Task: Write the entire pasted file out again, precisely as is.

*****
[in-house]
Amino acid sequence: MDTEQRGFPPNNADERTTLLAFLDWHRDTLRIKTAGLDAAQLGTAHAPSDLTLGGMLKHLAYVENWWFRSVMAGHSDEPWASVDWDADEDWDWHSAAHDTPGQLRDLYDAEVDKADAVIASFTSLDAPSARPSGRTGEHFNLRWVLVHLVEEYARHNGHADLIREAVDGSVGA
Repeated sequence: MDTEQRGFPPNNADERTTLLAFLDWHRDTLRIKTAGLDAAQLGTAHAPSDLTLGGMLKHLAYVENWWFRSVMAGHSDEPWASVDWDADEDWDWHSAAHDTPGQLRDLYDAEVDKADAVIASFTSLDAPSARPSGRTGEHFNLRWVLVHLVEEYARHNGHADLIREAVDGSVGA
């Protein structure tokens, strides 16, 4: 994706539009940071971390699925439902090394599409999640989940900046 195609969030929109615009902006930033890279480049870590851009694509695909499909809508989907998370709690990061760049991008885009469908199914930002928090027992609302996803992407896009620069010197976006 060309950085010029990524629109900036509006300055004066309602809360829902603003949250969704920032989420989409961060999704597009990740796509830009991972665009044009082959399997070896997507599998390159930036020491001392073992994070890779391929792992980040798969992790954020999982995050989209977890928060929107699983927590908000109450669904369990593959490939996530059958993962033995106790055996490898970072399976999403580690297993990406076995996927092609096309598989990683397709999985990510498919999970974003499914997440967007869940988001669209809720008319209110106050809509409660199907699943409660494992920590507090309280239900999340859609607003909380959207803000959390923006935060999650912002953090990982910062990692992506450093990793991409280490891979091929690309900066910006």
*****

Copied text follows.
[in-house]
Amino acid sequence: MDTEQRGFPPNNADERTTLLAFLDWHRDTLRIKTAGLDAAQLGTAHAPSDLTLGGMLKHLAYVENWWFRSVMAGHSDEPWASVDWDADEDWDWHSAAHDTPGQLRDLYDAEVDKADAVIASFTSLDAPSARPSGRTGEHFNLRWVLVHLVEEYARHNGHADLIREAVDGSVGA
Repeated sequence: MDTEQRGFPPNNADERTTLLAFLDWHRDTLRIKTAGLDAAQLGTAHAPSDLTLGGMLKHLAYVENWWFRSVMAGHSDEPWASVDWDADEDWDWHSAAHDTPGQLRDLYDAEVDKADAVIASFTSLDAPSARPSGRTGEHFNLRWVLVHLVEEYARHNGHADLIREAVDGSVGA
């Protein structure tokens, strides 16, 4: 994706539009940071971390699925439902090394599409999640989940900046 195609969030929109615009902006930033890279480049870590851009694509695909499909809508989907998370709690990061760049991008885009469908199914930002928090027992609302996803992407896009620069010197976006 060309950085010029990524629109900036509006300055004066309602809360829902603003949250969704920032989420989409961060999704597009990740796509830009991972665009044009082959399997070896997507599998390159930036020491001392073992994070890779391929792992980040798969992790954020999982995050989209977890928060929107699983927590908000109450669904369990593959490939996530059958993962033995106790055996490898970072399976999403580690297993990406076995996927092609096309598989990683397709999985990510498919999970974003499914997440967007869940988001669209809720008319209110106050809509409660199907699943409660494992920590507090309280239900999340859609607003909380959207803000959390923006935060999650912002953090990982910062990692992506450093990793991409280490891979091929690309900066910006």